Barstool Sports founder’s anti-union rant, Philly and VW ads banned in the UK, and Kohl’s partners with Facebook to reach millennials

Also: Top obstacles for social media marketers, Swarovski apologizes to Chinese consumers, and Dunkin’ gets ahead of Starbucks (and the autumn) with a pumpkin-palooza.

Good morning, PR pros:

Barstool Sports founder Dave Portnoy’s anti-union rant has gone viral, making the rounds across social media platforms, as well as in headlines.

The tirade began after Portnoy, a vocal opponent of unions, threatened to fire any employee who spoke to Live Science reporter Rafi Letzter about unionization options:

Along with amassing thousands of retweets and comments, Portnoy’s threat caught the attention of the American Federation of Labor and Congress of Industrial Organizations and Rep. Alexandria Ocasio-Cortez (D-N.Y.):

However, Portnoy leaned into his comments and the criticism, going so far as to sell a shirt with his face on it along with the words “Union Buster”:

If your reaction upon reading this continuing story is similar to this GIF, you’re not alone:

It’s unclear whether Portnoy is trolling people to get free publicity or that he decided general PR rules (not to mention laws) don’t apply to him, but we recommend you not follow his lead at your office.

Here are today’s top stories:

Mondelez and VW ads banned in the United Kingdom

The UK organization Advertising Standards Authority has banned ads for Mondelez’ Philadelphia Cream Cheese and Volkswagen’s eGolf for perpetuating gender stereotypes.

The bans follow rules introduced this year seeking to cut out marketing messages “limiting how people see themselves and how others see them and the life decisions they take.”

The Guardian reported:

In the ad for Philadelphia, the Mondelez-owned cream cheese brand, two new dads were shown eating lunch at a restaurant where food circulated on a conveyor belt. While chatting they accidentally find their babies are whisked away on it. “Let’s not tell mum,” one of them says.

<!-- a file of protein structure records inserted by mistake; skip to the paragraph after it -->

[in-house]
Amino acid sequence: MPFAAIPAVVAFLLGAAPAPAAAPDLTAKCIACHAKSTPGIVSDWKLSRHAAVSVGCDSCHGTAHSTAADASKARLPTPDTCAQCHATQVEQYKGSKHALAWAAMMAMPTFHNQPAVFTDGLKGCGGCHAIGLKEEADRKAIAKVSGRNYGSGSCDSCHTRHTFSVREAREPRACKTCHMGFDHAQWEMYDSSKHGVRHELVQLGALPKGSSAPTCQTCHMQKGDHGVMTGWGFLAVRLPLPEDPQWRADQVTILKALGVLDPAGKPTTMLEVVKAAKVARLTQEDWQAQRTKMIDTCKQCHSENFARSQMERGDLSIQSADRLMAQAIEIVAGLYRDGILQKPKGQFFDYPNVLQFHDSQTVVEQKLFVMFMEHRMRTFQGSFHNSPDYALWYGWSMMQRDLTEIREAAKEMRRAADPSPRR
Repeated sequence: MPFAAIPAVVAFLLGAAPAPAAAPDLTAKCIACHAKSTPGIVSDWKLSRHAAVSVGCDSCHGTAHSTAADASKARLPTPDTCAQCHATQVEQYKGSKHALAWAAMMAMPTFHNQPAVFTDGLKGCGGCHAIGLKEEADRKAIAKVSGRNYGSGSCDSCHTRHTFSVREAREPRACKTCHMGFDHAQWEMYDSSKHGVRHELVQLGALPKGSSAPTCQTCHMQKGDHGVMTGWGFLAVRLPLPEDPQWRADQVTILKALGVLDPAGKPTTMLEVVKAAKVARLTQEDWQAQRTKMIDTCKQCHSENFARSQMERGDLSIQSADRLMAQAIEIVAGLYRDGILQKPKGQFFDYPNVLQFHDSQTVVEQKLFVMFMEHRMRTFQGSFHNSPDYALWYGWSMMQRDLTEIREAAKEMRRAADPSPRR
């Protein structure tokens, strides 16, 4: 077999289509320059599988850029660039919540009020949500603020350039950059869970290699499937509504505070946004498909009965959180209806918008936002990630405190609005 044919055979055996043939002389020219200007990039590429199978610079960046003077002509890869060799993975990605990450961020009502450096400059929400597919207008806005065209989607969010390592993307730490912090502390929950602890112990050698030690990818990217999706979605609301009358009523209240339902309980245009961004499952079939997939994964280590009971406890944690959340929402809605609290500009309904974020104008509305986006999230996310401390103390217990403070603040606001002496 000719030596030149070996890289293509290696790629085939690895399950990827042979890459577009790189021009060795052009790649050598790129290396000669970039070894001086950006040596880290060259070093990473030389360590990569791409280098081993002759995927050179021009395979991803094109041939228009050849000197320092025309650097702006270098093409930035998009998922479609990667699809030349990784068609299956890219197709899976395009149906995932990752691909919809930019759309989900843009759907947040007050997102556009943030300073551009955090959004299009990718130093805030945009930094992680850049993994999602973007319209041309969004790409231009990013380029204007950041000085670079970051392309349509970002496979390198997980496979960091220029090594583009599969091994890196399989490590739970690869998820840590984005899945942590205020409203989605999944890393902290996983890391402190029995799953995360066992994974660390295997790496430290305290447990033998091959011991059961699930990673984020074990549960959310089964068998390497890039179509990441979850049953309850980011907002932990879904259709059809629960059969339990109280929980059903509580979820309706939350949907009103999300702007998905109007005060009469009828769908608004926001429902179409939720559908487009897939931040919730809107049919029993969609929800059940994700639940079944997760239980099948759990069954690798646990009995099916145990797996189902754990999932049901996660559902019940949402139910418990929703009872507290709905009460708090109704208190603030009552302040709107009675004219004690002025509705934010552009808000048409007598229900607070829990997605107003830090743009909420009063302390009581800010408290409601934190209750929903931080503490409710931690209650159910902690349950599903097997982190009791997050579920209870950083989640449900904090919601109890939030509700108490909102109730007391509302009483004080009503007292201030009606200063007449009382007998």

… The ad for Volkswagen’s electric eGolf vehicle showed a series of scenes including a man and a woman in a tent on a sheer cliff face, two male astronauts, a male para-athlete and a woman sitting on a bench next to a pram. Text stated: “When we learn to adapt we can achieve anything.”

Why you should care: You might not have to worry about advertising regulations, but that doesn’t mean you should embrace stereotypes. Instead, consider the growing call for diversity and inclusion in brand voice and messaging. and direct your campaigns to a diverse and global audience.

Related reading:


What are the biggest pain points for social media agencies in developing new business and winning new clients?

A new study from Sprout Social asked about the biggest challenges facing social media marketers and communicators and found that the most common complaint focused on catering to clients.

What are the biggest challenges you face with your social media strategy? Share your thoughts with us with the hashtag #MorningScoop.

Kohl’s is partnering with Facebook

The retail chain announced that it’s using Facebook’s consumer information to create a product collection called “Curated by Kohl’s,” which will launch both online and in stores in 2020. The collection will include products from trending brands on Facebook and Instagram that Kohl’s has not yet sold in its stores or through its website.

Why it matters: Use social listening analytics and data from consumer trends and interactions to identify and drive current and future campaigns.